Edited By Janey Gordon
Janey GordonIntroduction 1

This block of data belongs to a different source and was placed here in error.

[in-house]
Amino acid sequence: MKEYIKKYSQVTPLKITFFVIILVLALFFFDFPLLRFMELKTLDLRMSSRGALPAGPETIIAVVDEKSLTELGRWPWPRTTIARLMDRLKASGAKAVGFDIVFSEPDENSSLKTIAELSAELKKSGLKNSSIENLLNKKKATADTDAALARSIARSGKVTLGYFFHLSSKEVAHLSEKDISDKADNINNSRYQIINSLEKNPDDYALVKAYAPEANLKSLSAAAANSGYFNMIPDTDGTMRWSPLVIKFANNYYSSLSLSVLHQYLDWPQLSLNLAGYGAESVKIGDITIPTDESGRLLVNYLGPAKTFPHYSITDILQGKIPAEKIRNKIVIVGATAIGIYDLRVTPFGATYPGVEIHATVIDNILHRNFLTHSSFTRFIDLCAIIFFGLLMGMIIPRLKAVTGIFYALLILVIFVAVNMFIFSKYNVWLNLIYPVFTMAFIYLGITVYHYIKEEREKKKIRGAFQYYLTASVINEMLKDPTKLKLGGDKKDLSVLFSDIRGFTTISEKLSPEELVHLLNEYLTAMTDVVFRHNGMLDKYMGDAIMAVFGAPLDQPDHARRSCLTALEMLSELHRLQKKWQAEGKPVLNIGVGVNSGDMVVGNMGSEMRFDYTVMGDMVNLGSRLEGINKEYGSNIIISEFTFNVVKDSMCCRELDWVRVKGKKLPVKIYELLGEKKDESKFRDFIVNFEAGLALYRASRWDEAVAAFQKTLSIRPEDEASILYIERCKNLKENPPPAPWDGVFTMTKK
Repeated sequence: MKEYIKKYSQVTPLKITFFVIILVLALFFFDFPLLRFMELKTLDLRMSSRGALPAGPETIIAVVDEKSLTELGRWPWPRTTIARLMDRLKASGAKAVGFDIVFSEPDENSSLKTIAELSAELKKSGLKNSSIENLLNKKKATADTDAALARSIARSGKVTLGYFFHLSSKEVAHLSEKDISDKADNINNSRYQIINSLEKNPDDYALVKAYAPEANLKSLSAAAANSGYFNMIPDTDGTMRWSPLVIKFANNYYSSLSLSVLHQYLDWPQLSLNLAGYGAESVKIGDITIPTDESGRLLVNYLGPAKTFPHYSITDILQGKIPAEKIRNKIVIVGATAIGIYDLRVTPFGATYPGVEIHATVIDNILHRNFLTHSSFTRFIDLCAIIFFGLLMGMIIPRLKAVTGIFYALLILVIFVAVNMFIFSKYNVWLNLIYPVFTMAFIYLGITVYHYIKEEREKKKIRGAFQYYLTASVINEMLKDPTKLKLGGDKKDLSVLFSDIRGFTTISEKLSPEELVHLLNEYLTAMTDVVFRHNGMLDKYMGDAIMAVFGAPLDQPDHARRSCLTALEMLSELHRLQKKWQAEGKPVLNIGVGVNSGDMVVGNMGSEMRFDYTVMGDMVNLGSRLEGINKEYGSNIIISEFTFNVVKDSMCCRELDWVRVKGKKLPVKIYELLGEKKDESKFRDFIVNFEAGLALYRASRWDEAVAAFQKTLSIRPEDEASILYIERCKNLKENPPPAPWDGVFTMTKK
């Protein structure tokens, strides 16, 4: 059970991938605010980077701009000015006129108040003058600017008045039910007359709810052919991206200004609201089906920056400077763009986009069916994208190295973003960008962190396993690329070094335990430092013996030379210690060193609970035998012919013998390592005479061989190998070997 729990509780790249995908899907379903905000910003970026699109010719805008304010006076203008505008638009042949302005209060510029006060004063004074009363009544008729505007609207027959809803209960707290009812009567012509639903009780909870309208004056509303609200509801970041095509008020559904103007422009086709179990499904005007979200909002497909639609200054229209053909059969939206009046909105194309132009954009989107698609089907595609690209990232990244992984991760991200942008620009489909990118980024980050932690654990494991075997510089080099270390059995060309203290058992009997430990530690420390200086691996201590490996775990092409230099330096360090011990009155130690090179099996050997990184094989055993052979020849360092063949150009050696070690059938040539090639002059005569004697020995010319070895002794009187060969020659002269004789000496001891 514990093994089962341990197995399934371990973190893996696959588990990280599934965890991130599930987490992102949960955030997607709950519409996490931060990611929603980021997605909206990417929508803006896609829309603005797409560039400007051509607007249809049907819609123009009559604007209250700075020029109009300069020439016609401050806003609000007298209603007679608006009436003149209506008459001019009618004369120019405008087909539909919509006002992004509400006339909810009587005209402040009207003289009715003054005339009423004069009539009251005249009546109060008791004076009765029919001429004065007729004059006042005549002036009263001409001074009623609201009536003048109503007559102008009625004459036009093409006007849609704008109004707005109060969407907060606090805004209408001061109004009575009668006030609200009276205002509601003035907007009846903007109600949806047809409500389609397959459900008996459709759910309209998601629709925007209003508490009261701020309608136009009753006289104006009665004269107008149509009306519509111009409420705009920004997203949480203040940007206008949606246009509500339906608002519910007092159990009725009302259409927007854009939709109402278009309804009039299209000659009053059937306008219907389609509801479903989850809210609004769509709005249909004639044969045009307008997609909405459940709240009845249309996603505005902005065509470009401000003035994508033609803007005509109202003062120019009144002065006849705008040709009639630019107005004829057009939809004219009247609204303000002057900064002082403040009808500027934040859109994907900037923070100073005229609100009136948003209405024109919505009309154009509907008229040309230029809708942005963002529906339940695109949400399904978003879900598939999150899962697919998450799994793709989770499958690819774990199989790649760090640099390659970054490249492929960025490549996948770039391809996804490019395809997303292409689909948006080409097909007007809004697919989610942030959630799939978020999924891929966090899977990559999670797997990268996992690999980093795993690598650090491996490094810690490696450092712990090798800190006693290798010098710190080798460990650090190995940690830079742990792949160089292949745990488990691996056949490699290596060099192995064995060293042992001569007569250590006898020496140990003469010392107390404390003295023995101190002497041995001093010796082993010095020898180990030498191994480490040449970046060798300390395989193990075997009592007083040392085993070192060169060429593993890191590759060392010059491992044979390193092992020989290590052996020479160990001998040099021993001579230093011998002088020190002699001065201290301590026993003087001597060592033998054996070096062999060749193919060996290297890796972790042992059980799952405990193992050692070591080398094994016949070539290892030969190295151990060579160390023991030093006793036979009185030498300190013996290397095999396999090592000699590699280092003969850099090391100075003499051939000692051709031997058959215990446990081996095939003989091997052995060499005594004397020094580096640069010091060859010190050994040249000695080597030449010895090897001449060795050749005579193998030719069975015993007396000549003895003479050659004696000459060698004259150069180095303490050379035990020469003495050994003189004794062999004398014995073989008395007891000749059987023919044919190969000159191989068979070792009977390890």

Janey Gordon Introduction Community radio broadcasters are working to make the airwaves acces- sible and open, and to transform radio into a medium in the service of their communities. With radio activists from around the world as your guides, this book of fers a voyage to the heart of the alternative airwaves, and an understanding of why these activists have a passion for radio. — Girard 1992: 10–11 It is now twenty years since Bruce Girard closed his introduction to A Passion for Radio with the words above and I can think of no better way to start this book, since once more radio activists, each with a passion for community radio will be your guides through its chapters. All the authors of Community Radio in the Twenty-First Century are activists and prac- titioners as well as being academics with first-hand experience of involve- ment in this third tier of broadcasting, which is neither commercial nor state run. In the second decade of the twenty-first century concepts of what a ‘community’ is, have sometimes become somewhat muddied and clichéd. Governmental and non-governmental authorities have found ‘community’ a convenient tag to give respectability to their favourite projects. The term ‘community’ has a number of very dif ferent yet distinct meanings, depend- ing on who is using the word, sociologists, psychologists, anthropologists or archaeologists for example all have a slightly dif fering view. Robert Putnam comes from a Public Policy discourse and his work concerning groups of people who come together...
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